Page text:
Give our cities the tools to do the job and we will

by Joe Anderson

The signing of Magna Carta 800 years ago was a demand from the provinces for checks and balances on the power of the centre. Then, it was about curtailing the rights of kings. Today, the focus is on limiting the power of central government.

Last week, leaders from our largest Core Cities – Birmingham, Bristol, Cardiff, Glasgow, Leeds, Liverpool, Manchester, Newcastle, Nottingham and Sheffield – joined together to call for an irreversible transfer of control over tax and spending decisions. Power, in other words, devolved from Whitehall to the town hall – freeing-up locally elected and accountable councillors to shape the destinies of the places they represent.

The call coincides with a major new report from the think tank ResPublica: Restoring Britain’s City States: Devolution, Public Service Reform and Local Economic Growth’, which makes the case for cities being given new tax-raising powers, gaining greater control over business rates and even retaining a slice of income tax locally.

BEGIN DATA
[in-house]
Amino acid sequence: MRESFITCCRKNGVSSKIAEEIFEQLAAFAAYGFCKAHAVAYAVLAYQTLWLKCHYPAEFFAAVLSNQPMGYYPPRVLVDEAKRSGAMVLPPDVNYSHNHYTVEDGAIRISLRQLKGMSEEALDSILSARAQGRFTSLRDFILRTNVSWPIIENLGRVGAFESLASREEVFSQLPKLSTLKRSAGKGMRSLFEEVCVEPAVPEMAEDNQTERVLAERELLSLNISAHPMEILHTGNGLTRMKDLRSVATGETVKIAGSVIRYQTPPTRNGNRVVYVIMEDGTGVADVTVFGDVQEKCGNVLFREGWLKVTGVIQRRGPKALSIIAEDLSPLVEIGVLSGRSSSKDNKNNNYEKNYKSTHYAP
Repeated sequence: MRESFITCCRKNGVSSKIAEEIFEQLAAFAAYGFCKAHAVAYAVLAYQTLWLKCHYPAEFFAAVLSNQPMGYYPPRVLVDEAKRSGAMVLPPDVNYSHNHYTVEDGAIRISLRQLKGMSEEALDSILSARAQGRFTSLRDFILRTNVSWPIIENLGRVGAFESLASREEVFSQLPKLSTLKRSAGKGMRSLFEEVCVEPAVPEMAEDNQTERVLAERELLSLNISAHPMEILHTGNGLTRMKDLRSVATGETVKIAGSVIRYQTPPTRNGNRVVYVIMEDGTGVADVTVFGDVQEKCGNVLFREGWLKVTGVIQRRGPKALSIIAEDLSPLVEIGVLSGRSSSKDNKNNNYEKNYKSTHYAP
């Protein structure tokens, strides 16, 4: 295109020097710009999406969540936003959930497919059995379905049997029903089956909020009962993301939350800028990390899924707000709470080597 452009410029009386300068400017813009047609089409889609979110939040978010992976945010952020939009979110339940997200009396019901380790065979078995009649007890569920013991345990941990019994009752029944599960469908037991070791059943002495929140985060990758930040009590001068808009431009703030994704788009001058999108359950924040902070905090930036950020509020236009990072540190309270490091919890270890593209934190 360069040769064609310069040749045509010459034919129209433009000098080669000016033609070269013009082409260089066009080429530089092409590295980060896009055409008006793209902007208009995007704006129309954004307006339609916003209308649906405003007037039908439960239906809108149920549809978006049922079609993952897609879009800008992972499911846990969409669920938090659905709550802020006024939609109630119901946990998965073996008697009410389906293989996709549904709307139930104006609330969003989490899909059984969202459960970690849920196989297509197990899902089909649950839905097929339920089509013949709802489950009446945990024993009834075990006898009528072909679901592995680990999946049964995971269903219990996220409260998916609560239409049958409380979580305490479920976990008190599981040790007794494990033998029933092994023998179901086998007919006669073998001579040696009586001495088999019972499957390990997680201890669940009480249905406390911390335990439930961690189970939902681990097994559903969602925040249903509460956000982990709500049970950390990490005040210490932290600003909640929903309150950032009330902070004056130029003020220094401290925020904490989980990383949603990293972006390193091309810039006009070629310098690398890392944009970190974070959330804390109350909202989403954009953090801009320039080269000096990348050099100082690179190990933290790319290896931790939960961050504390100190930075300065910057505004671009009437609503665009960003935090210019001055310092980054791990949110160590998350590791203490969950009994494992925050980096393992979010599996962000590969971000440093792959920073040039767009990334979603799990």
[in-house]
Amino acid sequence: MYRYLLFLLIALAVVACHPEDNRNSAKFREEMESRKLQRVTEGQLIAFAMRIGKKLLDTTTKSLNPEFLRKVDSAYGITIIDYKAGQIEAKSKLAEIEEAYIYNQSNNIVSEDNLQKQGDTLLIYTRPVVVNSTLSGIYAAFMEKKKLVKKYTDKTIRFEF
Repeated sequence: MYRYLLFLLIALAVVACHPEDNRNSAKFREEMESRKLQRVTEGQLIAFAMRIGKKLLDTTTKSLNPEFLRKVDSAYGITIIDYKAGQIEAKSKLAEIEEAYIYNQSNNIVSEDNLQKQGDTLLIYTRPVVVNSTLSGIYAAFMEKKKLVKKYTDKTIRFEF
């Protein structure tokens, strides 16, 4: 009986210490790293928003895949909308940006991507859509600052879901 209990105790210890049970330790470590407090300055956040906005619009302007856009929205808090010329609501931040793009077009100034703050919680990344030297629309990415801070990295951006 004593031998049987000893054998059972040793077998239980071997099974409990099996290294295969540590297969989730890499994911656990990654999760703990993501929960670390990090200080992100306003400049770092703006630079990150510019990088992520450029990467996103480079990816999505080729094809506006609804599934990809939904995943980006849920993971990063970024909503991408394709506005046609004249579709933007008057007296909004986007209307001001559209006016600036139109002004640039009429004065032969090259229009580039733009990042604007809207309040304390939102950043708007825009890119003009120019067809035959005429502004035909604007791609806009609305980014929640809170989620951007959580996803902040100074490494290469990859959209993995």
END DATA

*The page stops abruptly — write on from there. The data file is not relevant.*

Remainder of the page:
The report suggests a pilot project to allow a city-region to pioneer these ideas, becoming the first to be able to vary income and corporate tax rates and see if this helps with the task of rebalancing the UK economy.

Radical stuff, but long overdue. Too often in the past, governments have flunked the opportunity to devolve real power, leaving London to blossom, but manacling the capital with the weight of carrying the national economy as well. This is crazy.

We only need to see the state of London’s housing market to see how unbalanced our economy has now become – and how much potential across the rest of the country we are wasting as a result.

Although the Core Cities already deliver a quarter of the combined economic output of England, Wales and Scotland, much more can be done if we are given the tools to do the job. Remove the dead hand of Whitehall and let cities play to their strengths.

The outcome of the Scottish referendum on independence and the renewed focus on devolving extra powers means that the traditional foot-dragging about doing the same within England cannot be ignored any longer. The status quo is undemocratic and concentrates wealth, power and opportunity in the South.

Let the Core Cities now show what we can do.

Joe Anderson is Mayor of Liverpool

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12 Responses to “Give our cities the tools to do the job and we will”

  1. Fred says: